The naysayers love to slam Stan Lee as merely the guy who filled in the dialogue after Ditko did the heavy lifting (like that machine Spider-Man struggled to lift in #33) of designing the characters and laying down the narratives. There's a whole school of comic book readers who excoriate Lee for exploiting artists such as Ditko and Kirby while he rode on their backs. But even if his camp is correct, and Lee only filled in the words after the fact; even if Lee added 15 percent to Ditko's 80 percent, it's that very collaborative makeup (plus---what---a 5 percent contribution from Kirby via his false starts and his solid cover?) that led to the creation of one of the greatest characters ever created.

I'm not a Stan Lee apologist. Nor do I rule out the possibility that perhaps Spider-Man would have been even better and more successful if Ditko alone created it. (That's up for debate, as all the characters drawn AND written by Kirby and Ditko never reached the heights of commercial success that their collaborations with Lee did). But the character we all know and love is a combination of energy and events unleashed by these three beings----Ditko, Lee and Kirby----not in thirds but in unequal measures.

(If you're following a Sara Lee recipe and you're making a cake, you can't make a cake by adding 50 percent flour and 50 percent sugar, can you? No, you'll probably add a cup or two of flour and a half a cup or a few tablespoons of sugar or whatever. But the end result of these unequal measurements of different ingredients will conspire to create one yummy cake!

The camps who take sides and try to parse the percentage of contributions by each creator on a character constantly miss the point that creativity is not a democracy. One of the creators has to have the dominant drive in order for a creation to happen. If you have two screenwriters in a room, working on a screenplay, they are not taking turns pecking a key on the keyboard. One of the writers has to be the driving force, coming up with the main idea (s) to which the other adds vital contributions. One of them has to type and write up the first draft that the other writer will react or add to. It will not work if they take turns, each one alternating to write a page, and it does not happen by each screenwriter contributing 50 percent of the energy and creativity to the work, even if they share 50 percent of the final credit on the screenplay. Screenplays are just not written this way!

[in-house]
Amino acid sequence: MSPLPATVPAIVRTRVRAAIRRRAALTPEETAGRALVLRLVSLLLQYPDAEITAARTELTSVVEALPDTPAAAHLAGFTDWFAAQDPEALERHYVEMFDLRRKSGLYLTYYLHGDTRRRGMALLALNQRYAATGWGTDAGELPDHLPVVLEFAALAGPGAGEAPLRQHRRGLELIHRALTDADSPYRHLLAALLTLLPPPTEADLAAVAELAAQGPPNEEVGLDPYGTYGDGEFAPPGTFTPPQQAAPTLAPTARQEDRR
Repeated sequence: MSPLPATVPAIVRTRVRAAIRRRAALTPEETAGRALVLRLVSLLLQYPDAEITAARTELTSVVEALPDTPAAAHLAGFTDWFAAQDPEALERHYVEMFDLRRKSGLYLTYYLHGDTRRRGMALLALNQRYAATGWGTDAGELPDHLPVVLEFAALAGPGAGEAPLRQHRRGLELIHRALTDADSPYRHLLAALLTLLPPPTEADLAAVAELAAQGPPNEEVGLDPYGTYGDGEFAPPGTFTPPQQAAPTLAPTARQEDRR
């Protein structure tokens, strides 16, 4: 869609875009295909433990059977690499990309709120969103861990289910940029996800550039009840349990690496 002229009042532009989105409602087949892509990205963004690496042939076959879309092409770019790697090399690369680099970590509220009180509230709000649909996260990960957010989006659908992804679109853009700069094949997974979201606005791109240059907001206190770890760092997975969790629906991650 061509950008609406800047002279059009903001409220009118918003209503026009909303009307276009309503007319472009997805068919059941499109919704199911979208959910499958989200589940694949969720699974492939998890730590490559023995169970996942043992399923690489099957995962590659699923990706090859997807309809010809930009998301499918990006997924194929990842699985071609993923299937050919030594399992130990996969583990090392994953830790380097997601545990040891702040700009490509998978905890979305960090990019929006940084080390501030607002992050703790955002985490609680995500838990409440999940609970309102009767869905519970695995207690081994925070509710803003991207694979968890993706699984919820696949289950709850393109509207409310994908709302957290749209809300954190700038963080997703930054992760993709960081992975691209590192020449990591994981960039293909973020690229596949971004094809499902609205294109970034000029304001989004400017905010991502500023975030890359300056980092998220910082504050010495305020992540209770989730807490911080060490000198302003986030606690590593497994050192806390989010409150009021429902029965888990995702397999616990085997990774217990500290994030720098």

History does not care about who contributed how much to the creation, only that Lee, Ditko (and, in some part, Kirby) contributed to the creation of Spider-Man. Just as history does not care who contributed what to any random Beatles song---let's pick one out of a hat----I WANNA HOLD YOUR HAND!

Perhaps the only men who really care about the breakdown of who came up with what are the men involved (and their estates if there's money to be divided!). The fact that John perhaps wrote and arranged 80 percent of the song while Paul perhaps wrote and arranged 20 percent of the song (or a clean 18!) is what it took to create this song called I WANNA HOLD YOUR HAND that tore up the charts in the 1960s and forever became a beloved classic! Perhaps Ringo is still upset that John and Paul never acknowledged that it was HIS idea to sing the chorus on the up note instead of on the downbeat. But to the outside world, it's a big "who cares?" Because the important message that is taken away here is that the Beatles wrote and performed this great song called I WANNA HOLD YOUR HAND, which generations of people will enjoy.

Likewise, beyond the fact that Lee and Ditko (with some input from Kirby) created Spider-Man, history and the general fan only cares about the finished product, the great creation, Spider-Man, who gives them much entertainment. It's not exactly fair, but remember: creativity is not always a democracy.

No comments: